Book Review: Truly, Madly, Deadly by Hannah Jayne
They Said It Was An Accident…
Sawyer Dodd is a star athlete, a straight-A student, and the envy of every other girl who wants to date Kevin Anderson. When Kevin dies in a tragic car crash, Sawyer is stunned. Then she opens her locker to find a note:
Someone saw what he did to her. Someone knows that Sawyer and Kevin weren’t the perfect couple they seemed to be. And that someone—a killer—is now shadowing Sawyer’s every move…
Truly, Madly, Deadly by Hannah Jayne is a murder mystery. It is a whodunit and as more people die one after the other, it is a who-is-doing-it. I don’t care who you are, when you pick up a murder mystery we are all transformed into Sherlock Holmes. When I read a mystery I build and discard theories. That’s half the fun! You have to look at what clues the author is giving you and also think about what mystery clichés the author might be using. ? Is it an evil twin? The once childhood friend turned enemy? The confidant? The seemingly betrayer? What pattern is the author using to build their story? Nobody and nothing are what they seem. As my theories come and go, I try to pay attention to everything. Nothing pleases me more than getting to the end of a murder mystery and having my theory proven right. Unless, of course, I’m proven very wrong in a very original way.
What I Liked
I went through several theories while reading Truly, Madly, Deadly. About half way through, I settled on one theory that persisted all through the rest of the book. I was sure I knew what was going on. I was all pleased with myself for figuring it out. But when I reached the end, I was dead wrong. (Oh, look. A pun.) The killer turned out to be someone I wasn’t even considering and that is a mark of a great murder mystery.
Truly, Madly, Deadly is well crafted. I loved Sawyer and the rest of the characters. Sawyer’s voice and how she reacted to events were believable. Some people might see Sawyer as a bit of a wimp but you have to remember that she’s a kid. Sawyer is confused, doesn’t know what’s happening to her, if she’s losing her mind or not, has no support, and I think she reacts appropriately to events. That is, she freaks out and makes things worse.
This book is creepy. I felt the rush of anxiety as the notes kept coming and Sawyer didn’t know what was happening. I felt the fear as Sawyer was chased while out running and wonders who is watching her every move. Truly, Madly, Deadly is at its heart a stalker story and as a woman, I find that very upsetting and unnerving.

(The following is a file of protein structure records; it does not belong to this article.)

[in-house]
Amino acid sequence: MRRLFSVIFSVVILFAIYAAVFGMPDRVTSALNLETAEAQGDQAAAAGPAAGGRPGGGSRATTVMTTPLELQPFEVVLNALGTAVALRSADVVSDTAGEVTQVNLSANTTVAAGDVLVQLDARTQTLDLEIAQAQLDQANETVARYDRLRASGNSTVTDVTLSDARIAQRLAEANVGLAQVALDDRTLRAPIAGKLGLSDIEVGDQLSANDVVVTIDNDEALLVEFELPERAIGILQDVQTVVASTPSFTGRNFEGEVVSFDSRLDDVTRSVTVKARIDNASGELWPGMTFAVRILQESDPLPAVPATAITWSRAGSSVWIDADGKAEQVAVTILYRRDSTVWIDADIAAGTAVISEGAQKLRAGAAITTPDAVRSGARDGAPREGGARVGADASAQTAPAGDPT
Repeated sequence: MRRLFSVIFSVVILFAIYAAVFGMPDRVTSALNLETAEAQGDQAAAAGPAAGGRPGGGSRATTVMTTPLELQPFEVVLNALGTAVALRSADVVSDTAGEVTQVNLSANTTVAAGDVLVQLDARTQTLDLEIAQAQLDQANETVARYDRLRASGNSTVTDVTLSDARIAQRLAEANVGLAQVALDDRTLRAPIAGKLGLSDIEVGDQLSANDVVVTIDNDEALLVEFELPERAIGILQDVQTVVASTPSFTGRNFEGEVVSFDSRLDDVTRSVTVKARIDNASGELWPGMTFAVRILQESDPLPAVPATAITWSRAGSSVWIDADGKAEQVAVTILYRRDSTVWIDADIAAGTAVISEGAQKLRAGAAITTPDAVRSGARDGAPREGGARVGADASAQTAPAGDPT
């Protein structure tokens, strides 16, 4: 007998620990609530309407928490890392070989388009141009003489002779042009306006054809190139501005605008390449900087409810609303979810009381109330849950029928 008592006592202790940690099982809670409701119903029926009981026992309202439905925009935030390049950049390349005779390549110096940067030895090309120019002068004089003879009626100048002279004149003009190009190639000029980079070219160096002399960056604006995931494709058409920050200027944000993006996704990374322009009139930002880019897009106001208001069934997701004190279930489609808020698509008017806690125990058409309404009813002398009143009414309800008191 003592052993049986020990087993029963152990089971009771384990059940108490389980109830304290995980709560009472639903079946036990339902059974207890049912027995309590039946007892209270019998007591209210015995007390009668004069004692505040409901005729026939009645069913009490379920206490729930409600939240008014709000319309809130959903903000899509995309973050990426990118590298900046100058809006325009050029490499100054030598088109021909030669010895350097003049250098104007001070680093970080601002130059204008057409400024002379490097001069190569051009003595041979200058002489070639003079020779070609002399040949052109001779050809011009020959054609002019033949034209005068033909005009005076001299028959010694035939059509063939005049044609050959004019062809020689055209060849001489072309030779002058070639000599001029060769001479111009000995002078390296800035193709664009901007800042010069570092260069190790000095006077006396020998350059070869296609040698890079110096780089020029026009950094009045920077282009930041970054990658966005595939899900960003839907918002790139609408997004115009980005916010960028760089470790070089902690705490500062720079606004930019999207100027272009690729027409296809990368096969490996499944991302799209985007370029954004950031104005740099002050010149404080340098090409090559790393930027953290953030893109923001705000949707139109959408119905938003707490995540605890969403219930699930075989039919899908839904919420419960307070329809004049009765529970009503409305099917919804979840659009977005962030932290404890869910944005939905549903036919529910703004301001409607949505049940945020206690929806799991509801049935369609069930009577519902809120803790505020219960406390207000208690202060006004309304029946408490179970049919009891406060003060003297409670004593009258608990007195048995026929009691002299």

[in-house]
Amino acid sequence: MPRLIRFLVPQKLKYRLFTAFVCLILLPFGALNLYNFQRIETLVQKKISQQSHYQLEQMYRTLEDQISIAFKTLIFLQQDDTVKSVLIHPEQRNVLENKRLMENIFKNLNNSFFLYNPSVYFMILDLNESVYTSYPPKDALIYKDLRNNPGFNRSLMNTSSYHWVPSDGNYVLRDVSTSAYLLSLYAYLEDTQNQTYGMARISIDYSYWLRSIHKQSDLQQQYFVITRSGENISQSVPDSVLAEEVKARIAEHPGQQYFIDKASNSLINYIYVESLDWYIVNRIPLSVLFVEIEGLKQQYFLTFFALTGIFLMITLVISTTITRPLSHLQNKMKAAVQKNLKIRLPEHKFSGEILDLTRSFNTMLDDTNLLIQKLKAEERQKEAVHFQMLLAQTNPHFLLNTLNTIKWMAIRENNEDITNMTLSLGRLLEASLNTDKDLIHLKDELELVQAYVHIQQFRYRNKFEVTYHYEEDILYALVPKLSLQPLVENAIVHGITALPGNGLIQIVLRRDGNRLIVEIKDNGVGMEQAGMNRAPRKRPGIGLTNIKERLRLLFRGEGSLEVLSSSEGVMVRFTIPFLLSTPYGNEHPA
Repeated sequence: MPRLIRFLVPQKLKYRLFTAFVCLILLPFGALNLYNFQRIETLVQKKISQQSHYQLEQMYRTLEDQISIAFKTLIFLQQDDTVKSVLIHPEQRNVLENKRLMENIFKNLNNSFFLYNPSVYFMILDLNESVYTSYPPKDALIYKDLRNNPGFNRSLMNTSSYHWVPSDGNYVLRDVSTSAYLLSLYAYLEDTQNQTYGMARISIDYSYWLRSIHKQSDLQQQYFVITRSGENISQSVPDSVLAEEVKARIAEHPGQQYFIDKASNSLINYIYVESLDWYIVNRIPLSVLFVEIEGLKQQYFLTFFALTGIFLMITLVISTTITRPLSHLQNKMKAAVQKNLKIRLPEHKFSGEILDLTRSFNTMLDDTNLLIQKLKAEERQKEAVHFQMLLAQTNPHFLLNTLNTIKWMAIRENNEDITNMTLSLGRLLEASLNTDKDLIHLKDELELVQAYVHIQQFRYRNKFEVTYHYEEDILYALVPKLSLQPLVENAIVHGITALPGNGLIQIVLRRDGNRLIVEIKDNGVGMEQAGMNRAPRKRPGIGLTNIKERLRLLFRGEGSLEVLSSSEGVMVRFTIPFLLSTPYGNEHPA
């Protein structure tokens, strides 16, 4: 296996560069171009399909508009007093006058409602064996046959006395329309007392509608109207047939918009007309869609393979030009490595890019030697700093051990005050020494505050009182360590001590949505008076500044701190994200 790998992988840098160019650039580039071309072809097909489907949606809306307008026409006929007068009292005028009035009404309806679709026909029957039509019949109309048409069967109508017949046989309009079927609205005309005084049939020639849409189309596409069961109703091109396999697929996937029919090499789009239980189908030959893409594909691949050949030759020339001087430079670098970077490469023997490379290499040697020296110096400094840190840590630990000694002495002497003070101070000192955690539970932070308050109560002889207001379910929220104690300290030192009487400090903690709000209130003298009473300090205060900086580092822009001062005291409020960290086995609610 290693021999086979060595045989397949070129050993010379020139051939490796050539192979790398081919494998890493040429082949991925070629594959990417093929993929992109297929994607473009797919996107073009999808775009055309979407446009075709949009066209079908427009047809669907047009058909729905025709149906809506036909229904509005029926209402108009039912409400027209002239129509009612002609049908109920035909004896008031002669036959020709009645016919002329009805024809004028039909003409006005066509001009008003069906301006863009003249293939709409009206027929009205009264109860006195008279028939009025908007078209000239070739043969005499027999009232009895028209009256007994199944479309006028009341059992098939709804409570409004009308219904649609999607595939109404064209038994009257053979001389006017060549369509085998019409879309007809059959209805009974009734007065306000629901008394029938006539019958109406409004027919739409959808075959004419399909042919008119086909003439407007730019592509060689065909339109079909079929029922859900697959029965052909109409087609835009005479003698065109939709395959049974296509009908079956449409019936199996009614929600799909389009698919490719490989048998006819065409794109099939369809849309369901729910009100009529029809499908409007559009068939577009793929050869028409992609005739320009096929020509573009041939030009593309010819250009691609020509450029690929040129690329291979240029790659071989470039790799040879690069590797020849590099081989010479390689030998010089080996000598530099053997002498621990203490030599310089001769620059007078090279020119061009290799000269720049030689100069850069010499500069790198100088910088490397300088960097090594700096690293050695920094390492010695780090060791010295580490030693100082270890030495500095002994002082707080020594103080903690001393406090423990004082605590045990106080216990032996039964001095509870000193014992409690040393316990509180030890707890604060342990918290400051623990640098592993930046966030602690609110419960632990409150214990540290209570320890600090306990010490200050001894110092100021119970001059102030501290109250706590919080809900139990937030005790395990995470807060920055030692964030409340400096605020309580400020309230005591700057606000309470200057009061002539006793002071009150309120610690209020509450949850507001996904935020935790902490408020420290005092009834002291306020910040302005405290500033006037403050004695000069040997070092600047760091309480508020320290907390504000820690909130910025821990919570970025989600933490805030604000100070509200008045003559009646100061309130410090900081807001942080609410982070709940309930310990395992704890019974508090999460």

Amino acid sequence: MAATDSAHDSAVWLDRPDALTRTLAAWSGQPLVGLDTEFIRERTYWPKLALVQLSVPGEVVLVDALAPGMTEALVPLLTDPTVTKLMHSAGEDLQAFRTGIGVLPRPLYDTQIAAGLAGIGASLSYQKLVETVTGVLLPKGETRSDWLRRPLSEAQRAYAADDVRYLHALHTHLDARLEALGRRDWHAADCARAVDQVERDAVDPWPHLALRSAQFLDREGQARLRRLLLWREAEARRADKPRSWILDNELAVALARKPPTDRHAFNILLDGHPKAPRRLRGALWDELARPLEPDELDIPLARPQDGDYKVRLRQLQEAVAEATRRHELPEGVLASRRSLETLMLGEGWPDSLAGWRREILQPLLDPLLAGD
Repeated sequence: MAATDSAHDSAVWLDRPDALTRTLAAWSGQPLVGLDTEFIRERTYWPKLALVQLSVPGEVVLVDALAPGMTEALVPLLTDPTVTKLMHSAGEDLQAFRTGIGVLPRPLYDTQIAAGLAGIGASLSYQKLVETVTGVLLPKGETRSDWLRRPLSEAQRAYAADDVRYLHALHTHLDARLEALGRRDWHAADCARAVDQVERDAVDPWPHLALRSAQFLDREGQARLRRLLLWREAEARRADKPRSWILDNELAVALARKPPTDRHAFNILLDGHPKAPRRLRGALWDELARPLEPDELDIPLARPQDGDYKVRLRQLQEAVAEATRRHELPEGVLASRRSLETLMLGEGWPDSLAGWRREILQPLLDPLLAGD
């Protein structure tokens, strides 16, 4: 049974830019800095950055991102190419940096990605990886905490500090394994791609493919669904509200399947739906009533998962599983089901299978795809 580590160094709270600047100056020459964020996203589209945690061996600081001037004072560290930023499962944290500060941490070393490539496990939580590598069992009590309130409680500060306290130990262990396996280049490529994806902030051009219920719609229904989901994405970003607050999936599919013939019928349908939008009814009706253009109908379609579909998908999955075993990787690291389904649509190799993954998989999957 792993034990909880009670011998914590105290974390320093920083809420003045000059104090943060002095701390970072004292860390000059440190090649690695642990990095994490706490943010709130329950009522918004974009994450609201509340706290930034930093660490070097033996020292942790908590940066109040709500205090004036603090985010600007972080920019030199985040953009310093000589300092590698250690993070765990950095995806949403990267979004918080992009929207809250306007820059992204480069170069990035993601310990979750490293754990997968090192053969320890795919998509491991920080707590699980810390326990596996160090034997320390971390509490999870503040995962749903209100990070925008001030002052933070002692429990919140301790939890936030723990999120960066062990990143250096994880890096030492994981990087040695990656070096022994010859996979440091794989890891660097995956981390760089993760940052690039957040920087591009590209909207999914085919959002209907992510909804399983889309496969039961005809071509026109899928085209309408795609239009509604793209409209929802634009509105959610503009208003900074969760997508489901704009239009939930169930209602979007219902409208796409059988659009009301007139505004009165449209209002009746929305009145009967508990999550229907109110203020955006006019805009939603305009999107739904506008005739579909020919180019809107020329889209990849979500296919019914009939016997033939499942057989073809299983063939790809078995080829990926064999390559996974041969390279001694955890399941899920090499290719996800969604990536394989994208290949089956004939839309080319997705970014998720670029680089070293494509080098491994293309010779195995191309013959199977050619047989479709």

What I Didn’t Like
There was one point where I nearly threw the book across the room in disgust. Near the beginning, Sawyer gets talked into going to a party by Chloe and while there, mind you this is soon after her boyfriend dying and just after finding the note implying he was murdered and not killed by accident, she meets a boy she hasn’t given two looks at before and, suddenly unable to control herself, kisses him and has a lovely make out session in the backyard of the party house. You have got to be kidding me! This is what annoys me about the characters in YA books. Scenes like that make it seem like nobody can control themselves and just want to f*ck all the time. It’s ridiculous.
I have to express my righteous fury for how Sawyer’s parents deal with her depression. Tear a teenager’s whole life and family apart, her mother abandoning her and moving half way across the country, and popping down some stranger as her new mommy? Just buy her a new car and give her a bedroom with her own private bath! Kid still not acting like everything is hunky-dory? She must be broken! Send her to the shrink and put her on sleeping pills. Yeah, that’s A+ parenting there! Assholes. No wonder Sawyer has rock bottom self-esteem. Her parents are treating her like some sort of failed experiment whose existence is now nothing more than an inconvenience.
I would have liked some more explanation on how the killer accomplished what they did. How did they get into the house, into Sawyer’s locker, kill Kevin and the teacher? Details were a little thin on that. And I think with one of the murders, quite impossible for the killer to do.
I felt like some of the secondary characters were just there to give us other people to suspect as the murderer. They really don’t add anything to the story. They are merely functional. There are also a lot of high school character troupes in use. It made the book feel like the author had used a checklist for the characters.
This was a creepy and fun read. It was super quick. I read it in a day and really enjoyed it. It had a few problems and I was left with some confusion after the end but I still liked it. The romance between Cooper and Sawyer added nothing to the book and was actually slightly irritating. The messages to Sawyer really made the creep factor for me and I think it was what made the story so unsettling. I probably would have died on the spot if I found the ‘You’re Welcome’ message in my locker. As the deaths pile up, it seems like everyone is in danger and nobody is safe and all the evidence is pointing right to Sawyer. The reader is kept on their toes. Truly, Madly, Deadly by Hannah Jayne was a good murder mystery but just an okay YA book.